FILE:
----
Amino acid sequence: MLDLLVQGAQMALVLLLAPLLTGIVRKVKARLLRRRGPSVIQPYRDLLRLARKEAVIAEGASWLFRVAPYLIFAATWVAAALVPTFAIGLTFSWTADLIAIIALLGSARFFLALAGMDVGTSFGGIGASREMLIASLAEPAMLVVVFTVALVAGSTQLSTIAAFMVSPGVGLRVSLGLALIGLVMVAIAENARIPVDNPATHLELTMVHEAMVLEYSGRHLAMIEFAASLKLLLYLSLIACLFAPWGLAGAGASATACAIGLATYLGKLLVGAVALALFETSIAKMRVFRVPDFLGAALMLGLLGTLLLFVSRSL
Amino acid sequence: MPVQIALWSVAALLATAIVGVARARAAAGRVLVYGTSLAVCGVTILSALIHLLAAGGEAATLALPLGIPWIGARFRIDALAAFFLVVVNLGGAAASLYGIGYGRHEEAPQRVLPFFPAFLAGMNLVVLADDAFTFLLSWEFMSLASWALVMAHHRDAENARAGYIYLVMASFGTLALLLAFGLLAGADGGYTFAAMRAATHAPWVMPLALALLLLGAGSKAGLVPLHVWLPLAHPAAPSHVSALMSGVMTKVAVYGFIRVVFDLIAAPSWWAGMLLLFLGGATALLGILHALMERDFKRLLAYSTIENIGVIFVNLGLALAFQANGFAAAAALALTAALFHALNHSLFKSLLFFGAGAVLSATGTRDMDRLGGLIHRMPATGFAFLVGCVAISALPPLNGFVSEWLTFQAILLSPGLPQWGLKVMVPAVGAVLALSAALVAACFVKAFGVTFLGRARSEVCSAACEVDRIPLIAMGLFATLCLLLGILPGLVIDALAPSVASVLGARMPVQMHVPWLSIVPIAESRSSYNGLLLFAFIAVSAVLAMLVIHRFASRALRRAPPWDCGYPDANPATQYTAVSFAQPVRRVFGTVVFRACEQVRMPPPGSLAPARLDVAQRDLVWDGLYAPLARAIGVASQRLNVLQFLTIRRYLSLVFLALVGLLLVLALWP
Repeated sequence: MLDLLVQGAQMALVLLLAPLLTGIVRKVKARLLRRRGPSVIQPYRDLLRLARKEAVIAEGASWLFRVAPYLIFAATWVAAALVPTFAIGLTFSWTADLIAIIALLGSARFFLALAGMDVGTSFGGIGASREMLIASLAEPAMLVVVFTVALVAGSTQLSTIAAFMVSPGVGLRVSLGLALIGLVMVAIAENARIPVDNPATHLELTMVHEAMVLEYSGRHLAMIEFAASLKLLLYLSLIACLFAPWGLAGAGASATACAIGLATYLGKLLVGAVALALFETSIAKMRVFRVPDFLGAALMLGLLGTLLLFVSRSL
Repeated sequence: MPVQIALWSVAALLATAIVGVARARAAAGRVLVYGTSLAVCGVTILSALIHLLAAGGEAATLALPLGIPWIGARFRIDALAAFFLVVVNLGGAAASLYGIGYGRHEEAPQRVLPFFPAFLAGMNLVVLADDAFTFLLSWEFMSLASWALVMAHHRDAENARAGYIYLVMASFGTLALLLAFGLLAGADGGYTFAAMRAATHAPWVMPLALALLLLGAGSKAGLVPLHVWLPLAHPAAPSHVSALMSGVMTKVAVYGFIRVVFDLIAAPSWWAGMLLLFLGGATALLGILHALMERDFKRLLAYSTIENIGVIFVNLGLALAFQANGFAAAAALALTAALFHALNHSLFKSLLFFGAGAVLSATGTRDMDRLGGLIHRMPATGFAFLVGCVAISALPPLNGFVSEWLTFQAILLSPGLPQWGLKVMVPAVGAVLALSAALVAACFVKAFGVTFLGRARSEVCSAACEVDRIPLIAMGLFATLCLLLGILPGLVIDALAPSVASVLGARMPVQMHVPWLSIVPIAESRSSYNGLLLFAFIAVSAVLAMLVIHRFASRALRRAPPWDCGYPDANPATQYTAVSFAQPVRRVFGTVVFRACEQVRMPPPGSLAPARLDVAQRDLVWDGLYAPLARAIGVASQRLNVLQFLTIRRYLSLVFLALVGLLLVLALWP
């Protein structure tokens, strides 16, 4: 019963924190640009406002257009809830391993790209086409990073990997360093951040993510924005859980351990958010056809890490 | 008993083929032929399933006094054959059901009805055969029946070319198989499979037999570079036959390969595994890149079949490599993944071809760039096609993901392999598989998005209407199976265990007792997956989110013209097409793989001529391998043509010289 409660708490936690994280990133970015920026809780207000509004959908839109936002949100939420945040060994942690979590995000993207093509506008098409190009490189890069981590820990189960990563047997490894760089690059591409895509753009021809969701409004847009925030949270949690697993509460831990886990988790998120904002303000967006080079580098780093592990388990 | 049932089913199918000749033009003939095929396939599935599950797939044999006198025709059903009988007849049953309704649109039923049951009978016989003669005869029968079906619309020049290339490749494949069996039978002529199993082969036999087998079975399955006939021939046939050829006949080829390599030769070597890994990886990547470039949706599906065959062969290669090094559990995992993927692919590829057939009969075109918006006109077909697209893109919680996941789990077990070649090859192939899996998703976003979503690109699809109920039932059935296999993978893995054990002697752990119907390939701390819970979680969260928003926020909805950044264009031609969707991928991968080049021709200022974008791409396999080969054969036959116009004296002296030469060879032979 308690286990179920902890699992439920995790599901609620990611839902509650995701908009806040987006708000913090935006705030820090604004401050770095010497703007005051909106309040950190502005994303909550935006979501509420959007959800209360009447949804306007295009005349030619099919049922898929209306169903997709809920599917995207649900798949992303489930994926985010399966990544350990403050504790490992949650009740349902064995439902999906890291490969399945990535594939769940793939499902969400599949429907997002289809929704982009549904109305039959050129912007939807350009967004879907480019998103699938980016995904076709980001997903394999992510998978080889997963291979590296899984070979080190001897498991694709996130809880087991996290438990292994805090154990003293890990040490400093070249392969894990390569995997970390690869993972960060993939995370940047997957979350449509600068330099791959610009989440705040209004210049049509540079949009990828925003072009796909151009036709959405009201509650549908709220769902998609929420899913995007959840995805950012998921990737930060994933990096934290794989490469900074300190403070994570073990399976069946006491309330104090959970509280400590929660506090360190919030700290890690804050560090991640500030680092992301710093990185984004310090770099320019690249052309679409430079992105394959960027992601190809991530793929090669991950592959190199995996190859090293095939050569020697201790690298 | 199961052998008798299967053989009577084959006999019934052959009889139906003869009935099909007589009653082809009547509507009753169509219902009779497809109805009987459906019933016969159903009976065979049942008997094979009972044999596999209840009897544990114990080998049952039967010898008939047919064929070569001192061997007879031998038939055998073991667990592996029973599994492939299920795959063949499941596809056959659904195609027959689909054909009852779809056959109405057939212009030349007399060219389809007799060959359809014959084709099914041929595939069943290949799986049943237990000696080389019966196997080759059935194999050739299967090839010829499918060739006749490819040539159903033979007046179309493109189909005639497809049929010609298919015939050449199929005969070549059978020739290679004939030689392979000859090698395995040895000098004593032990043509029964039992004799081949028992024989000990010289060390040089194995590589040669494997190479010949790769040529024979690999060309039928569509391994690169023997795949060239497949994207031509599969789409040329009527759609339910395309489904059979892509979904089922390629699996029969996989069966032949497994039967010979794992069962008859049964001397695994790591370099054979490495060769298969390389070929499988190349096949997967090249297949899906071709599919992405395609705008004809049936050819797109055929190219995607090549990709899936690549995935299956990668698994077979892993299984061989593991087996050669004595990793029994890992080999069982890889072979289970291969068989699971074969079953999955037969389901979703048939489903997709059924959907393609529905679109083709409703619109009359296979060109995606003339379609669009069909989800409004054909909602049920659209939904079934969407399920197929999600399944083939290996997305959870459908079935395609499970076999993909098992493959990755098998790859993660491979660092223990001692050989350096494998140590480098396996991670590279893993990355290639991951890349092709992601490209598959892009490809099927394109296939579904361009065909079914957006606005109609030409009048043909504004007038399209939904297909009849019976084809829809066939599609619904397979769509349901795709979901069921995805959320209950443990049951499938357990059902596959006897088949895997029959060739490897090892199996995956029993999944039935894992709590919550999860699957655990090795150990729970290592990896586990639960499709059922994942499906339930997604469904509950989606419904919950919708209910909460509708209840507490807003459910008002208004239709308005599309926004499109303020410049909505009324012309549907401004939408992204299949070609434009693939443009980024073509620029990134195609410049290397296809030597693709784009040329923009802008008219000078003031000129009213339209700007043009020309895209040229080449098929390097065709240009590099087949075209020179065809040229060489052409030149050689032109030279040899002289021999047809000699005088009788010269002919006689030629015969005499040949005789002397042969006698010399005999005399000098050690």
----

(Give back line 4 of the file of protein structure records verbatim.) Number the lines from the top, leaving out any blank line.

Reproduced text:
Repeated sequence: MPVQIALWSVAALLATAIVGVARARAAAGRVLVYGTSLAVCGVTILSALIHLLAAGGEAATLALPLGIPWIGARFRIDALAAFFLVVVNLGGAAASLYGIGYGRHEEAPQRVLPFFPAFLAGMNLVVLADDAFTFLLSWEFMSLASWALVMAHHRDAENARAGYIYLVMASFGTLALLLAFGLLAGADGGYTFAAMRAATHAPWVMPLALALLLLGAGSKAGLVPLHVWLPLAHPAAPSHVSALMSGVMTKVAVYGFIRVVFDLIAAPSWWAGMLLLFLGGATALLGILHALMERDFKRLLAYSTIENIGVIFVNLGLALAFQANGFAAAAALALTAALFHALNHSLFKSLLFFGAGAVLSATGTRDMDRLGGLIHRMPATGFAFLVGCVAISALPPLNGFVSEWLTFQAILLSPGLPQWGLKVMVPAVGAVLALSAALVAACFVKAFGVTFLGRARSEVCSAACEVDRIPLIAMGLFATLCLLLGILPGLVIDALAPSVASVLGARMPVQMHVPWLSIVPIAESRSSYNGLLLFAFIAVSAVLAMLVIHRFASRALRRAPPWDCGYPDANPATQYTAVSFAQPVRRVFGTVVFRACEQVRMPPPGSLAPARLDVAQRDLVWDGLYAPLARAIGVASQRLNVLQFLTIRRYLSLVFLALVGLLLVLALWP